The Widow's Son.

THERE was bitter mourning in the city of

Nain. They were carrying to his last resting

place the only son of a widowed mother.

Many of the city had come to pay the last

tribute of respect to the deceased and mingle

their tears with those of the mother. He was

a promising youth, and fondly had she hoped

he would be spared to comfort her in her

lonely hours and aid her in the decline of life.

How anxiously did she watch over the couch

of sickness; and when at length she beheld

his inanimate form and realized that he was

gone, her feelings were such as a mother only


On, on, slowly and sadly, moves

the burial train. But there comes another

mourner One whose compassionate heart

was ever ready to sympathize with the afflicted,

and had poured the healing balm into

many a wounded heart. It is the Nazarene,

the mighty prophet of Galilee. As he witnesses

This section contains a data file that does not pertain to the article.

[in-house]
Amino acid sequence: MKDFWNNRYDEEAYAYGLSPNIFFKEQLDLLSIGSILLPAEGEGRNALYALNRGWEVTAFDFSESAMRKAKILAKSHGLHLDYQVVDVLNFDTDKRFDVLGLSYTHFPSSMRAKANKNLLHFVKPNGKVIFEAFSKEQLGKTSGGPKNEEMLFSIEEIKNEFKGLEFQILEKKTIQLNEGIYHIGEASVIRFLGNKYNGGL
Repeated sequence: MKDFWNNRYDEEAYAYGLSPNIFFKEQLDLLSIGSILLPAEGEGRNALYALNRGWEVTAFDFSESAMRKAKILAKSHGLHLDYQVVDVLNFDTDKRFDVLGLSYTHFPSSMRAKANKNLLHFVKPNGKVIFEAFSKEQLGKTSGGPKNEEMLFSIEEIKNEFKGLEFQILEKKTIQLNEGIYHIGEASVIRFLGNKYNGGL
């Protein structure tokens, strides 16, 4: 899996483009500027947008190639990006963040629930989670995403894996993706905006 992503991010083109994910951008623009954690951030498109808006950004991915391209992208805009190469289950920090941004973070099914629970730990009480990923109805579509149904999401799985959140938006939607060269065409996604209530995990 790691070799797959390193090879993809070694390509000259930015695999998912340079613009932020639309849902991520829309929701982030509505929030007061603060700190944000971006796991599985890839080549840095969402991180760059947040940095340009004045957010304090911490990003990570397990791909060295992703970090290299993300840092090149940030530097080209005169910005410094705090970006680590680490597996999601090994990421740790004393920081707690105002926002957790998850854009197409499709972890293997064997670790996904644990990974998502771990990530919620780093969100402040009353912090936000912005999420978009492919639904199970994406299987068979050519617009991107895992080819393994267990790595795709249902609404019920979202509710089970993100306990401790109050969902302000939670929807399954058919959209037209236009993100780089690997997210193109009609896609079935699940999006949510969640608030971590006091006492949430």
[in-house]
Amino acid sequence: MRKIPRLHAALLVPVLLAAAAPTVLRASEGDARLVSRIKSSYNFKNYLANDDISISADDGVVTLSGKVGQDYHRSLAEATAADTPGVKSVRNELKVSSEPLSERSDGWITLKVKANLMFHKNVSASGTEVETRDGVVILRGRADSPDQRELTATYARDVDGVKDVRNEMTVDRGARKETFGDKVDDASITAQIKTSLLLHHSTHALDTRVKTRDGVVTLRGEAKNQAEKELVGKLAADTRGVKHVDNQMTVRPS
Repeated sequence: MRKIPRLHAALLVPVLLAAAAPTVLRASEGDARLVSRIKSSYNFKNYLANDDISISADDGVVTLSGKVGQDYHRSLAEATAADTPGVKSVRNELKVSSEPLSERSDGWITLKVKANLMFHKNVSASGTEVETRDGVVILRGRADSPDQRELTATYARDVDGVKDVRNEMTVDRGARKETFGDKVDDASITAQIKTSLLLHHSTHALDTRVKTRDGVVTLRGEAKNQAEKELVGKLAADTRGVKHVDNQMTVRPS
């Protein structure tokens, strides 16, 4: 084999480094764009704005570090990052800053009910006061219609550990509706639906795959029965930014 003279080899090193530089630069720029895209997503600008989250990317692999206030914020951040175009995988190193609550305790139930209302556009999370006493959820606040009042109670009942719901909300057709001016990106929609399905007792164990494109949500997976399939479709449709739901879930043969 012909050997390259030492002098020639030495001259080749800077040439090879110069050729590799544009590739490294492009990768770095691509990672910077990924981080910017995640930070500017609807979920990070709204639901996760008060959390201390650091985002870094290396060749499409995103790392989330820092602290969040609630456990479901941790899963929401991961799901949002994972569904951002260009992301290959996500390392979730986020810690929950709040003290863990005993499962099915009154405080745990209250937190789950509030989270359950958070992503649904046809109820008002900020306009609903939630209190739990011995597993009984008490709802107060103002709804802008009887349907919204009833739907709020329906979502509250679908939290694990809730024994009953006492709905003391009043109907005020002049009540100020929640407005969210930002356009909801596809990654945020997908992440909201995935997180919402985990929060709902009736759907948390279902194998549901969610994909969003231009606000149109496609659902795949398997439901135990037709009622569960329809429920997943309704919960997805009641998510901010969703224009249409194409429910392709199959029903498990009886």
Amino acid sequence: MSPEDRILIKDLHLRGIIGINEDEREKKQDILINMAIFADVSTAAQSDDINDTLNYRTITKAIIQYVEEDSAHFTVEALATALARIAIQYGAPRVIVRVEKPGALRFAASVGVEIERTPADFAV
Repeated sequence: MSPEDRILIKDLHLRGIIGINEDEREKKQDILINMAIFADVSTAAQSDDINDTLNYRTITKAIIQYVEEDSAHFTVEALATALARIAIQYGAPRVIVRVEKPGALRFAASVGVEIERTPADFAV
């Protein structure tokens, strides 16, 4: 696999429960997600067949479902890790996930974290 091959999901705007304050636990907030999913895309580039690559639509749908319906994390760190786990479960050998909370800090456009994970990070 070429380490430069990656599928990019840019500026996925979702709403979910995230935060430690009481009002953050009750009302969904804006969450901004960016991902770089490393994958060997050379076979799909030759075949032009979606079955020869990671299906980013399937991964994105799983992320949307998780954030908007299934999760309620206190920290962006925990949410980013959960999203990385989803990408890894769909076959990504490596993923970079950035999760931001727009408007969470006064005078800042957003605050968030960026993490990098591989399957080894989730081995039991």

the grief of the mother, he tells her

not to weep. And as he touches the bier,

all eyes are riveted to the spot. Then, with

an earnest and tender tone of voice, he says,

Young man, I say unto thee, Arise. The

summons is obeyed. Death yields back the

treasure, and oh! What joy fills the heart of

the mother as her son is restored to her again.

Jesus lives, and still feels for his children.

How comforting the thought that he is coming

soon, and the same voice that called Lazarus

forth and raised the widow's son, will

also call to life those loved ones who now

sleep in Jesus. With them we shall, if faithful,

enter through the pearly gates into the

New Jerusalem and gaze with wonder and

admiration upon all the glories of Heaven.

With them we shall range the beautiful fields

of Eden and pluck the never-fading flowers.

Dear youth, would you be there and join in

the sweet music of Heaven and have the robe,

the palm, and the crown, get ready.